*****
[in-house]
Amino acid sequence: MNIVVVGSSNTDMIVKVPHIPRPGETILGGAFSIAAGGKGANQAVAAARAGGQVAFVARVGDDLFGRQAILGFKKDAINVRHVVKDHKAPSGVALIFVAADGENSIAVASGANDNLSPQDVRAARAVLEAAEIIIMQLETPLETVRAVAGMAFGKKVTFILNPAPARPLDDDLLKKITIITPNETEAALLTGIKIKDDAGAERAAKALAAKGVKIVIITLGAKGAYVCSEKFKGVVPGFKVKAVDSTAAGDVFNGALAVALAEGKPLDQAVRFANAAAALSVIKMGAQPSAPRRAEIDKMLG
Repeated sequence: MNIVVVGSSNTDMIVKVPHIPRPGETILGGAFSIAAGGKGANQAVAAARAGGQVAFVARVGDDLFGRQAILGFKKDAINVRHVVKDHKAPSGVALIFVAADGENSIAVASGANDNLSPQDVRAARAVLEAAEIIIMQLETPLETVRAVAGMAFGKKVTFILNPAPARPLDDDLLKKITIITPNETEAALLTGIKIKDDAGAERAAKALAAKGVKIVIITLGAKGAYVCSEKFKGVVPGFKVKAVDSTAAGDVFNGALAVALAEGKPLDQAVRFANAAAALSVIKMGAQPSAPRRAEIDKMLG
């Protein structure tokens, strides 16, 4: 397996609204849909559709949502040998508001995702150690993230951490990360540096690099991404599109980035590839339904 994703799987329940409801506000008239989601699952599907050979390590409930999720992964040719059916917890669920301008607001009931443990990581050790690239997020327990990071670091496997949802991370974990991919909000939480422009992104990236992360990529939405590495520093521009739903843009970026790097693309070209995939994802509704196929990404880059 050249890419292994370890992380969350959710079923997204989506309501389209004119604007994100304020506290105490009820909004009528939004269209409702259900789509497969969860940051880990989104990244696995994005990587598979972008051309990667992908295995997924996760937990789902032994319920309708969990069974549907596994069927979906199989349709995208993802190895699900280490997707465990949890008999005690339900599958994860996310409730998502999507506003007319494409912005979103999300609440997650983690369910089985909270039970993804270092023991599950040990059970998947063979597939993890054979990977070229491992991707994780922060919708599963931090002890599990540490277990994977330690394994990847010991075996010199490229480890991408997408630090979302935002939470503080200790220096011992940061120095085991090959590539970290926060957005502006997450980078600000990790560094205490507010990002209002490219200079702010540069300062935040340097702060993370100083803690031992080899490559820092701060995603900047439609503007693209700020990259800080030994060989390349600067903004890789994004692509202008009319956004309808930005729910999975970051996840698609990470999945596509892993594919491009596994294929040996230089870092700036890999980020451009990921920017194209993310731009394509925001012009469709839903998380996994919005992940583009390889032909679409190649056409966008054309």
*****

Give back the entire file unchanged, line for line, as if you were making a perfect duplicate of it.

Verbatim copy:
[in-house]
Amino acid sequence: MNIVVVGSSNTDMIVKVPHIPRPGETILGGAFSIAAGGKGANQAVAAARAGGQVAFVARVGDDLFGRQAILGFKKDAINVRHVVKDHKAPSGVALIFVAADGENSIAVASGANDNLSPQDVRAARAVLEAAEIIIMQLETPLETVRAVAGMAFGKKVTFILNPAPARPLDDDLLKKITIITPNETEAALLTGIKIKDDAGAERAAKALAAKGVKIVIITLGAKGAYVCSEKFKGVVPGFKVKAVDSTAAGDVFNGALAVALAEGKPLDQAVRFANAAAALSVIKMGAQPSAPRRAEIDKMLG
Repeated sequence: MNIVVVGSSNTDMIVKVPHIPRPGETILGGAFSIAAGGKGANQAVAAARAGGQVAFVARVGDDLFGRQAILGFKKDAINVRHVVKDHKAPSGVALIFVAADGENSIAVASGANDNLSPQDVRAARAVLEAAEIIIMQLETPLETVRAVAGMAFGKKVTFILNPAPARPLDDDLLKKITIITPNETEAALLTGIKIKDDAGAERAAKALAAKGVKIVIITLGAKGAYVCSEKFKGVVPGFKVKAVDSTAAGDVFNGALAVALAEGKPLDQAVRFANAAAALSVIKMGAQPSAPRRAEIDKMLG
């Protein structure tokens, strides 16, 4: 397996609204849909559709949502040998508001995702150690993230951490990360540096690099991404599109980035590839339904 994703799987329940409801506000008239989601699952599907050979390590409930999720992964040719059916917890669920301008607001009931443990990581050790690239997020327990990071670091496997949802991370974990991919909000939480422009992104990236992360990529939405590495520093521009739903843009970026790097693309070209995939994802509704196929990404880059 050249890419292994370890992380969350959710079923997204989506309501389209004119604007994100304020506290105490009820909004009528939004269209409702259900789509497969969860940051880990989104990244696995994005990587598979972008051309990667992908295995997924996760937990789902032994319920309708969990069974549907596994069927979906199989349709995208993802190895699900280490997707465990949890008999005690339900599958994860996310409730998502999507506003007319494409912005979103999300609440997650983690369910089985909270039970993804270092023991599950040990059970998947063979597939993890054979990977070229491992991707994780922060919708599963931090002890599990540490277990994977330690394994990847010991075996010199490229480890991408997408630090979302935002939470503080200790220096011992940061120095085991090959590539970290926060957005502006997450980078600000990790560094205490507010990002209002490219200079702010540069300062935040340097702060993370100083803690031992080899490559820092701060995603900047439609503007693209700020990259800080030994060989390349600067903004890789994004692509202008009319956004309808930005729910999975970051996840698609990470999945596509892993594919491009596994294929040996230089870092700036890999980020451009990921920017194209993310731009394509925001012009469709839903998380996994919005992940583009390889032909679409190649056409966008054309």